Signs of Supereruptions: The Magma Beneath Toba

By combining geologic dating with computer modeling, scientists have discovered that constant magma build-up fueled Toba’s supereruptions, the largest in Earth’s history.

AsianScientist (Nov. 2, 2021) – Scientists have pieced together the magmatic story underlying the Toba volcanic system’s supereruptions, devising a novel technique for detecting the signs of impending eruptions. The findings were published in the Proceedings of the National Academy of Sciences.

In Sumatra, Indonesia, Toba looks like a peaceful lake on the surface. Beneath, however, hides a massive volcanic system, responsible for two of the largest eruptions ever to unfold on Earth thousands of years ago. Despite ejecting tons of magma in the past, the Toba supervolcano remains active today.

To anticipate possible volcanic activity, geologists have identified common warning signs, such as more frequent earthquakes, swelling or deformation of the ground and unusual emissions of fumes. However, predicting supereruptions is extremely complex, given their rarity and the lack of investigations into their origins.

Now an international team of scientists from China, Indonesia, Malaysia, Taiwan and Switzerland have developed a new technique for evaluating a volcano’s eruptive potential, reconstructing how Toba’s underlying magma reservoirs prepared for—and led to—the gigantic explosions.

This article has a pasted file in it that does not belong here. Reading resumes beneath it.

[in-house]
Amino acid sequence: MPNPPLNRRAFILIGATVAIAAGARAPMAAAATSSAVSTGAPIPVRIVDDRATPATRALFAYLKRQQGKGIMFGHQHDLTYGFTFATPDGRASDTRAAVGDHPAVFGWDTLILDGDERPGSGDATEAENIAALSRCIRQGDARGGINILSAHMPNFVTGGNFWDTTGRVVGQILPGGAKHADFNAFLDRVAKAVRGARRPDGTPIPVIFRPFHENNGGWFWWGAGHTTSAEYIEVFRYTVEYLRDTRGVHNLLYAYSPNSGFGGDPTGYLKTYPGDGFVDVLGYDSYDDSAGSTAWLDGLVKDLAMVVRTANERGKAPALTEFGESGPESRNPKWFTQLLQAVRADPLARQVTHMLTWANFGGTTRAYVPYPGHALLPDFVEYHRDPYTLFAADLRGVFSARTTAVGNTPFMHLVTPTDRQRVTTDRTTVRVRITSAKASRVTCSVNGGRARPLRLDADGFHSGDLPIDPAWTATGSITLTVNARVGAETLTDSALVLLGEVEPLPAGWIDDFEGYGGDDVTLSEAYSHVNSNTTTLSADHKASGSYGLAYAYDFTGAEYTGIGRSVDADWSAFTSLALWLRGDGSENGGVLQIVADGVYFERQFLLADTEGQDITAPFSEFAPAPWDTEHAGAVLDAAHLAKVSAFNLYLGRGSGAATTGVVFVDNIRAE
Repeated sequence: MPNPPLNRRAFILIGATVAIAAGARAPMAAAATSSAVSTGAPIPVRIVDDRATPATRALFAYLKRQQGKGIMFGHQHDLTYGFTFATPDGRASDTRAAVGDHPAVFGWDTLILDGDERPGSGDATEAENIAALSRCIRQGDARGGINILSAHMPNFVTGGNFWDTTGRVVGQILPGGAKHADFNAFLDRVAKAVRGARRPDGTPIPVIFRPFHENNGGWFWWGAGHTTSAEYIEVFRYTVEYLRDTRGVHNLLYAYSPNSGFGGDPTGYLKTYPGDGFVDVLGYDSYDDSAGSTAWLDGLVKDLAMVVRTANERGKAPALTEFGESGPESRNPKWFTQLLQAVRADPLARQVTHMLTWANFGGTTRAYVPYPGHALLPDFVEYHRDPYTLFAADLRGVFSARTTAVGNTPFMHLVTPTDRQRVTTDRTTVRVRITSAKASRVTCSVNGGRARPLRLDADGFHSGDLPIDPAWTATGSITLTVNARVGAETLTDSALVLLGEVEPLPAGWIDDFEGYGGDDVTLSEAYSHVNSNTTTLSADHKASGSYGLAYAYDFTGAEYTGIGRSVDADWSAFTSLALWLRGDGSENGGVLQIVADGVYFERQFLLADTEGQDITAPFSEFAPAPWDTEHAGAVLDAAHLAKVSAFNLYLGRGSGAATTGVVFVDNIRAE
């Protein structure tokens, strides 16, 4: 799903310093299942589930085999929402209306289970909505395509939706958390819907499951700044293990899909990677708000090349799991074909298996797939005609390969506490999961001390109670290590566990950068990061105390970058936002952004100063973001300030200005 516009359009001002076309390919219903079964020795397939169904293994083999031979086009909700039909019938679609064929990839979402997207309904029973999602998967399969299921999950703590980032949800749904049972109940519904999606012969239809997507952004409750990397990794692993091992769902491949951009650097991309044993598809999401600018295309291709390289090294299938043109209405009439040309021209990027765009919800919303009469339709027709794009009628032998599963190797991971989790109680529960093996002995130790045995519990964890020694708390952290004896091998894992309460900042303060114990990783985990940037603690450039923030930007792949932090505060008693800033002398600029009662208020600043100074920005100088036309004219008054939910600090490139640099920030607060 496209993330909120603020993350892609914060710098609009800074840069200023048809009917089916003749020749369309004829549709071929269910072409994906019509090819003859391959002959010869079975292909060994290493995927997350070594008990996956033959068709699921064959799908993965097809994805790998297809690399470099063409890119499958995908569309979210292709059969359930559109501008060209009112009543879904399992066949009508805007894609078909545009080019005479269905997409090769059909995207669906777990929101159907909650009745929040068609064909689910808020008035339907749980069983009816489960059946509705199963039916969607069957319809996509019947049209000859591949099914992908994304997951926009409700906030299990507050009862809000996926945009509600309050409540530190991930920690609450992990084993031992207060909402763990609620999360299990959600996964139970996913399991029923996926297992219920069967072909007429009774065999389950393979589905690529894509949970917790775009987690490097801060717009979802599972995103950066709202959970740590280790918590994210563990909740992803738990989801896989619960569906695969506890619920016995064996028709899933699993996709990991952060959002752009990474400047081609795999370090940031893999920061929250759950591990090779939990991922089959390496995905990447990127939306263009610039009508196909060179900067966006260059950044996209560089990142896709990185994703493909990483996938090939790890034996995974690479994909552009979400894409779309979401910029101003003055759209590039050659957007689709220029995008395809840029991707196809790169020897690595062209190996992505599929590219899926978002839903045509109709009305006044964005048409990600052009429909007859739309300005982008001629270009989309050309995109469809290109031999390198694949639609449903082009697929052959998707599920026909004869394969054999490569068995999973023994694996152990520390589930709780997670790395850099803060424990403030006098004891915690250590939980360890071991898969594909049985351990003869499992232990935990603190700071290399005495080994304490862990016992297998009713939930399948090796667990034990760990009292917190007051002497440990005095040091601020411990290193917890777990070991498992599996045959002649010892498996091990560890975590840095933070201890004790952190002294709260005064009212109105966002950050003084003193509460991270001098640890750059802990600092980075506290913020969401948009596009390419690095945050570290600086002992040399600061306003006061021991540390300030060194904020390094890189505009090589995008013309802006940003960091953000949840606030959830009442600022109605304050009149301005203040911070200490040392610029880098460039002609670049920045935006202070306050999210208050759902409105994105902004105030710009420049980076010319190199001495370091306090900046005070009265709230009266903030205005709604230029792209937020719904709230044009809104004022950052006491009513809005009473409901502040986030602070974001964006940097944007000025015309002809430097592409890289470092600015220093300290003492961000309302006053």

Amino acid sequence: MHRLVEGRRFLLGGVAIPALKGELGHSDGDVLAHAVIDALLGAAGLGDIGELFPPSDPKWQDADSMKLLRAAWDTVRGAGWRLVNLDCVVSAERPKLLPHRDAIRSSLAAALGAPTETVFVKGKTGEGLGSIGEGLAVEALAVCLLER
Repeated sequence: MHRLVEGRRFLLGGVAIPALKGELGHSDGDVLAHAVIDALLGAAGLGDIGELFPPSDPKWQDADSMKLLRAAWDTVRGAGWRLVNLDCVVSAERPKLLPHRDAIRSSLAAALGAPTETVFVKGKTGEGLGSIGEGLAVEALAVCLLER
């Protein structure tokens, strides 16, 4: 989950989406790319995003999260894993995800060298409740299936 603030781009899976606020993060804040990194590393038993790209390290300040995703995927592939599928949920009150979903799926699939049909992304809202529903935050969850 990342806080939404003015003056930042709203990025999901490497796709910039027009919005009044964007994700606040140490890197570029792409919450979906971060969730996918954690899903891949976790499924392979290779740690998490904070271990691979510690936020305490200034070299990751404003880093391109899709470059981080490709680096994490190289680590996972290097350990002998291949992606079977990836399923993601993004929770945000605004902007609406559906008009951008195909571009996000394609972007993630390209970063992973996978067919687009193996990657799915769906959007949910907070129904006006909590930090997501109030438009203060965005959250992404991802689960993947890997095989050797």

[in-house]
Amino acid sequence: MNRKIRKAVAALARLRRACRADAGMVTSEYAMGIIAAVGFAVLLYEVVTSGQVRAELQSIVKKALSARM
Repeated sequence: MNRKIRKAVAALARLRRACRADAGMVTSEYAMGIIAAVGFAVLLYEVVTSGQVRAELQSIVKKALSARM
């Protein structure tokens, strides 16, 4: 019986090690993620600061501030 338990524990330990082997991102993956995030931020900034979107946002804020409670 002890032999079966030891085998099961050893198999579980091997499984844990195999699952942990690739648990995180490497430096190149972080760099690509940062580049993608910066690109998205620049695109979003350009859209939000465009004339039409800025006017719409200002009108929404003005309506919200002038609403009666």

By tapping into a mineral called zircon, which crystallizes and stands the test of time, they identified the eruption date and uncovered the volcano’s history of magmatism. While zircon dating is not new, the team complemented the method with computer modeling.

They tested how various parameters like magma flow might affect zircon crystallization age, comparing the simulated data with the actual measurements. Strikingly, the results revealed that the typical monitoring signs, like surface deformation and gas emissions, may not change significantly before supereruptions.

Moreover, the researchers discovered that the average rate of magma input was constant before and after the supereruptions. Instead of a sudden increase in magma volume, Toba’s supereruptions occurred from the progressive build-up of magma over lengthy timeframes, brewing underground for hundred thousands to millions of years.

This progressive maturation and increase in temperature of the overlying crust also led to repeated eruptive events, the researchers found. In a vicious cycle, continued heating of the crust delays magma cooling, which in turn accelerates magma accumulation—ultimately leading to more frequent super-eruptions.

According to the team, the current rate of magma accumulation suggests that the next supereruption may not happen until 600,000 years from now, though smaller eruptions are still possible. The technique, they hope, could be used to study other supervolcanoes globally to better anticipate possible eruptive events.

“Understanding the thermal state of magma reservoirs before supereruptions is crucial for interpreting the processes leading to such catastrophic events,” the authors wrote. “Our method can be widely applied to other large silicic magmatic systems to evaluate their potential to feed a supereruption.”

The article can be found at: Liu et al. (2021) Growth and thermal maturation of the Toba magma reservoir.

Source: Peking University; Photo: Tanya Grypachevskaya/Unsplash.
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